August 27, 1999 |
Vodafone AirTouch, the world's largest wireless company, is in talks to form a joint venture with Bell Atlantic Corp., the No. 1 U.S. local phone company, three weeks after the companies agreed to split their existing wireless venture, the Times of London said, citing sources close to Vodafone. Analysts said the agreement could involve a merger of Vodafone's operations in the Western U.S. and Bell Atlantic's cellular unit, the paper said. Both companies declined to comment.
January 17, 1999 |
AirTouch Communications and new merger partner Vodafone Group will immediately pursue a wireless phone partnership with losing bidder Bell Atlantic, a move that would help the companies expand their U.S. reach, AirTouch Chief Executive Sam Ginn said Saturday. Such an arrangement would solve a critical problem for AirTouch--the need to provide nationwide service to mobile customers.
January 16, 1999 |
Bell Atlantic Corp. called off talks to acquire AirTouch Communications Inc., clearing the way for British rival Vodafone Group to buy the nation's second-largest independent cellular phone company and enter the U.S. market. The terse, surprise announcement, which came late Friday, ends two weeks of speculation about Bell Atlantic's plans to become the world's largest cellular company by connecting its East Coast network with AirTouch's West Coast network.
January 14, 1999 |
High-speed Internet access got a major boost Wednesday when America Online announced it would begin offering a broadband service to its customers on the East Coast this year. AOL, by far the nation's largest Internet access provider, said it would offer digital subscriber line technology for about $40 a month in partnership with New York phone giant Bell Atlantic.
January 8, 1999 |
The complex merger talks that continue to swirl around AirTouch Communications Inc. will produce just the first of many deals destined to dramatically reshape the U.S. wireless communications business, analysts say. A flurry of deals in 1999--starting with the near-certain sale of San Francisco-based AirTouch--will ultimately leave the wireless market dominated by four to six national carriers, industry experts predict.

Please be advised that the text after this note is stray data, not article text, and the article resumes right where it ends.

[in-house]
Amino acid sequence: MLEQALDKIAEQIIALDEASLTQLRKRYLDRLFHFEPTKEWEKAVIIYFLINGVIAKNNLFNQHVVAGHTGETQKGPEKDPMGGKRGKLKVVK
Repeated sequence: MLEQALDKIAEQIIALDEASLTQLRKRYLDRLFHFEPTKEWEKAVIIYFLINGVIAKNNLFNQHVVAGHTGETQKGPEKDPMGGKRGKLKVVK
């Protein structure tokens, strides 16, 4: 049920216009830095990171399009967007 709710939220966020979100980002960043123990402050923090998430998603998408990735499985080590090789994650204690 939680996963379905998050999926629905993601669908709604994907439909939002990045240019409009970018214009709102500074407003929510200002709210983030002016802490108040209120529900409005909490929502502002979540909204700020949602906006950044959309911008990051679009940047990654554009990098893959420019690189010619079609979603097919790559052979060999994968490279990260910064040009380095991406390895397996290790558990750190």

January 6, 1999 |
A bidding war has broken out for AirTouch Communications, which is weighing dueling offers reportedly in the $45-billion range from both Bell Atlantic Corp. and Europe's Vodafone Group. The San Francisco-based wireless company that was spun off from Pacific Telesis in 1994 has quietly become the world's largest wireless services provider, with holdings in 13 countries.
December 8, 1998 |
Consumers would get more choices for high-speed Internet access if local phone companies were freed from federal regulations, a new alliance of large telephone and computer companies said Monday. BellSouth Corp., Bell Atlantic Corp., SBC Communications Corp., US West Inc. and GTE Corp.
October 14, 1998 |
Bell Atlantic Corp. said it expects to take a third-quarter charge of $1.1 billion, or 70 cents a share, for an early-retirement plan and to write down the value of some investments. The New York-based Baby Bell said 5,200, or 38%, of 13,800 eligible unionized workers accepted the retirement offer it made in September and will leave over the next 14 months. Fewer than half of the workers will be replaced. The charge is expected to result in a loss for the quarter.